|Region||Pilbara region of Western Australia.|
|100 (2006 census)|
Panyjima is an Australian Aboriginal language spoken in the Hamersley Range, in the Pilbara region of Western Australia. It is the traditional language of the Panyjima people. The name has also been spelled Bandjima, Banjima, Banyjima, Paanjima, Pandjima, Panjima, Panjtjima, and Panytyima. Yinhawangka may be a separate language.
Like most indigenous languages, Panyjima is endangered. Younger generations have English as a first language and make little distinction between Panyjima and its closely related neighbouring languages.
Panyjima is classified as a member of the Ngayarta branch of the Pama–Nyungan languages. Under Carl Georg von Brandenstein's 1967 classification, Martuthunira was classed as an Inland Ngayarda language, but the separation of the Ngayarda languages into Coastal and Inland groups is no longer considered valid.
|High||i iː||u uː|
The long vowels are rare.
Unlike most Australian languages, which exhibit ergativity, Panyjima and the other Ngayarta languages have an accusative alignment. That is, the subjects of transitive verbs are treated the same as the subjects of intransitive verbs, while the objects are treated differently.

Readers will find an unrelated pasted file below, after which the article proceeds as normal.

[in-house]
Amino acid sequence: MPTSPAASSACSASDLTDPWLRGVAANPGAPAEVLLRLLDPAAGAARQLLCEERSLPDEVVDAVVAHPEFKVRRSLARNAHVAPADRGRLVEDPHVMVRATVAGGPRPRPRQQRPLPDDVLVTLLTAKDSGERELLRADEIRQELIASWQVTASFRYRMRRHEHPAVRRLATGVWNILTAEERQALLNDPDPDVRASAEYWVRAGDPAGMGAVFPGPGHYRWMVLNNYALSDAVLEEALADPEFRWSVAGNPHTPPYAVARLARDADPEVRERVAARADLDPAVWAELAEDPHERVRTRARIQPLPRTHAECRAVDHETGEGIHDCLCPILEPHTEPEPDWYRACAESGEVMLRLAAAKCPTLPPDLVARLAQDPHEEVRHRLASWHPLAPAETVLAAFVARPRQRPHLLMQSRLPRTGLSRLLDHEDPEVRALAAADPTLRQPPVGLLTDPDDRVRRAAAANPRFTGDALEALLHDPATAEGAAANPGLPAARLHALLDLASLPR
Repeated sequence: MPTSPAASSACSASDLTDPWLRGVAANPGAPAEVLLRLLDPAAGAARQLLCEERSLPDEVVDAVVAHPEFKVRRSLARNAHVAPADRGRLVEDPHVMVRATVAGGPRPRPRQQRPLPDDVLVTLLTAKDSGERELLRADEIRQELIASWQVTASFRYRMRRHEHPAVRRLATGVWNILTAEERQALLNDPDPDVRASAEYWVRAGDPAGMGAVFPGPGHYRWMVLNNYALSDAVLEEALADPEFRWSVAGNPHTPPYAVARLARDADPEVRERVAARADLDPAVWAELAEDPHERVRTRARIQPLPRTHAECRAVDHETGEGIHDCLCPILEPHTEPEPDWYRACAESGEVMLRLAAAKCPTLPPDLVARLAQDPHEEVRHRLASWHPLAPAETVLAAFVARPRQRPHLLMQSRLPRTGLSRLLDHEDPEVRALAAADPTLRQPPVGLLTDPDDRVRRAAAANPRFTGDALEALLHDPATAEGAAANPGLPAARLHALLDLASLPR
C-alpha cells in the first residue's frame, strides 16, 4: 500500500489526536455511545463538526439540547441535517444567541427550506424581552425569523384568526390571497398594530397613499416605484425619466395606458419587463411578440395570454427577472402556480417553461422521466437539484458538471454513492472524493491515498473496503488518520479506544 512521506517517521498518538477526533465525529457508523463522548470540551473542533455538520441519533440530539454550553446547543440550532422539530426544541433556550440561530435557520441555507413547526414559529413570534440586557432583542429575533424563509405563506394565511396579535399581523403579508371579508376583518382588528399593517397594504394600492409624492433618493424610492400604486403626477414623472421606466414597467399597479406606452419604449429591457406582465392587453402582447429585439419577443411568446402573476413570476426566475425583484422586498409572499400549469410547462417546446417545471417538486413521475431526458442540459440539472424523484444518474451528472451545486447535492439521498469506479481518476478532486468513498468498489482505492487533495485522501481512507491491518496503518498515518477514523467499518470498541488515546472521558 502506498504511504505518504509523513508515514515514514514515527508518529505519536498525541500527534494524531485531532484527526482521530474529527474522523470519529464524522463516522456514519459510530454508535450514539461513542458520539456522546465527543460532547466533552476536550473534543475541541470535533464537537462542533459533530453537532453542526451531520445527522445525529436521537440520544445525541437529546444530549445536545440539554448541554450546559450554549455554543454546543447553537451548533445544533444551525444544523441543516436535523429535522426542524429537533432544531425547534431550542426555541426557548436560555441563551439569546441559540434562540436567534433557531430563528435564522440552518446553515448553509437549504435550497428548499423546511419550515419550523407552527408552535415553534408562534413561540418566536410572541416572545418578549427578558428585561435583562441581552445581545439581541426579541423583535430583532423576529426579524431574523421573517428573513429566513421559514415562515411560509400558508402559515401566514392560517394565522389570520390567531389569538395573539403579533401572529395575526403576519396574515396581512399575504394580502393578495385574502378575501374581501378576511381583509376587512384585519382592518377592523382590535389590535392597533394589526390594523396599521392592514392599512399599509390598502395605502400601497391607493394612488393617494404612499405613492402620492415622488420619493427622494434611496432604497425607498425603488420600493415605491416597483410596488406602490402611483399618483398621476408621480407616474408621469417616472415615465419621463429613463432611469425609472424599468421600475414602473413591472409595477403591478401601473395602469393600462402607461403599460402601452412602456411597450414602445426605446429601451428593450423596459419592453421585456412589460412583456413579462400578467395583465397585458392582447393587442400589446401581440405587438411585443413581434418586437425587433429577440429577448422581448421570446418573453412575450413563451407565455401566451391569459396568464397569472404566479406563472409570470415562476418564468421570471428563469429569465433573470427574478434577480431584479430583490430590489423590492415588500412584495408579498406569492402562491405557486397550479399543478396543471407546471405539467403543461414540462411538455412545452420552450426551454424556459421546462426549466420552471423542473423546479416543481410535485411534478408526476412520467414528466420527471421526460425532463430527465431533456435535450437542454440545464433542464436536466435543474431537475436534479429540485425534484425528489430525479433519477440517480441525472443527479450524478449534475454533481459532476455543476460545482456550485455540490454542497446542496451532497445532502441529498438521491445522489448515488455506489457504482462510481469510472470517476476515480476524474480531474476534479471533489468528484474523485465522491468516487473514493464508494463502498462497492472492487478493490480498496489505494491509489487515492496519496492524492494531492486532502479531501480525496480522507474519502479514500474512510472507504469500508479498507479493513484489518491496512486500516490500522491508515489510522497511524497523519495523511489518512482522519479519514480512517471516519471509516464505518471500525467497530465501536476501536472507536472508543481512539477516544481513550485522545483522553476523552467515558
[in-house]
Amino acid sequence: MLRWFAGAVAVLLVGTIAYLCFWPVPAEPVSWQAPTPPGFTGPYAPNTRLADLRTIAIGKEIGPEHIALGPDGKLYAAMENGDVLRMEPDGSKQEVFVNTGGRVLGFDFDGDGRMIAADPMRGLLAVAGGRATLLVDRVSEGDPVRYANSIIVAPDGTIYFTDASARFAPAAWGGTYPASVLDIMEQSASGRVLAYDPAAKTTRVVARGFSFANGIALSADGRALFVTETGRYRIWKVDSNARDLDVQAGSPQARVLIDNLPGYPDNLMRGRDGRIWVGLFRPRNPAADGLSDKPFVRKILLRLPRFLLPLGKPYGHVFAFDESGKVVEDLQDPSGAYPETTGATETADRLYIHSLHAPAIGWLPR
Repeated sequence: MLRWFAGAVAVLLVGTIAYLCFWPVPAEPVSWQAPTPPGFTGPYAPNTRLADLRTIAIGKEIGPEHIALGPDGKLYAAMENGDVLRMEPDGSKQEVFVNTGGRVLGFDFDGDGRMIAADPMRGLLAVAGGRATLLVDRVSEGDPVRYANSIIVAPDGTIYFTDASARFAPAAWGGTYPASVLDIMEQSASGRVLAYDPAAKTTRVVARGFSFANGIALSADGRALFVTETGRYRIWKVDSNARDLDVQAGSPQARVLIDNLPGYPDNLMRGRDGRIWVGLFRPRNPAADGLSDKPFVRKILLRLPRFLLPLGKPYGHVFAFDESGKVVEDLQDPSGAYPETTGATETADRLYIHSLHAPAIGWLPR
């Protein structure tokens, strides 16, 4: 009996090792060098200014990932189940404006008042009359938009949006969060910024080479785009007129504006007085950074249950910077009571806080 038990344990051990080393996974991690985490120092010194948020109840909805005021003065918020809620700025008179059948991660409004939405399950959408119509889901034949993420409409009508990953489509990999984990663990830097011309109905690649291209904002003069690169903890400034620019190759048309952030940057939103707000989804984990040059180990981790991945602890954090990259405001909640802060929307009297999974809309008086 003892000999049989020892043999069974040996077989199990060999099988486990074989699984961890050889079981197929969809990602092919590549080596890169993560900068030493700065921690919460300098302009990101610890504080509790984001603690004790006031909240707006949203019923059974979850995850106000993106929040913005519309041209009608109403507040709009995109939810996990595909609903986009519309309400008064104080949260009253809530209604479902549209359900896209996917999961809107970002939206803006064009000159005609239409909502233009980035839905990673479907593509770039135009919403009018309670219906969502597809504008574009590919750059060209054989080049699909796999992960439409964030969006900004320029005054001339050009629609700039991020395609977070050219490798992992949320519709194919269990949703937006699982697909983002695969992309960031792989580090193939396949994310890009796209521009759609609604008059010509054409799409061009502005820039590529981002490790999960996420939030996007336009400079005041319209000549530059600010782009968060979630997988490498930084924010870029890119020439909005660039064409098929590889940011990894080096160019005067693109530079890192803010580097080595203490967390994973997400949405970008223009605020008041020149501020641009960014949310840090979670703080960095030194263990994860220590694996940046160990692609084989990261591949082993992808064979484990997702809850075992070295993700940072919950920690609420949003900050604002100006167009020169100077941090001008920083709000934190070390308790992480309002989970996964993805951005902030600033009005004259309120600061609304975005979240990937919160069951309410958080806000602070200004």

- Banyjima at Ethnologue (17th ed., 2013)
- Nordhoff, Sebastian; Hammarström, Harald; Forkel, Robert; Haspelmath, Martin, eds. (2013). "Panytyima". Glottolog 2.2. Leipzig: Max Planck Institute for Evolutionary Anthropology.
- Banyjima at the Australian Indigenous Languages Database, Australian Institute of Aboriginal and Torres Strait Islander Studies
- Dench, Alan (1991). "Panyjima". In R.M.W. Dixon and Barry J. Blake. The Handbook of Australian Languages, Volume 4. Melbourne: Oxford University Press Australia. pp. 125–244. ISBN 0-19-553097-7.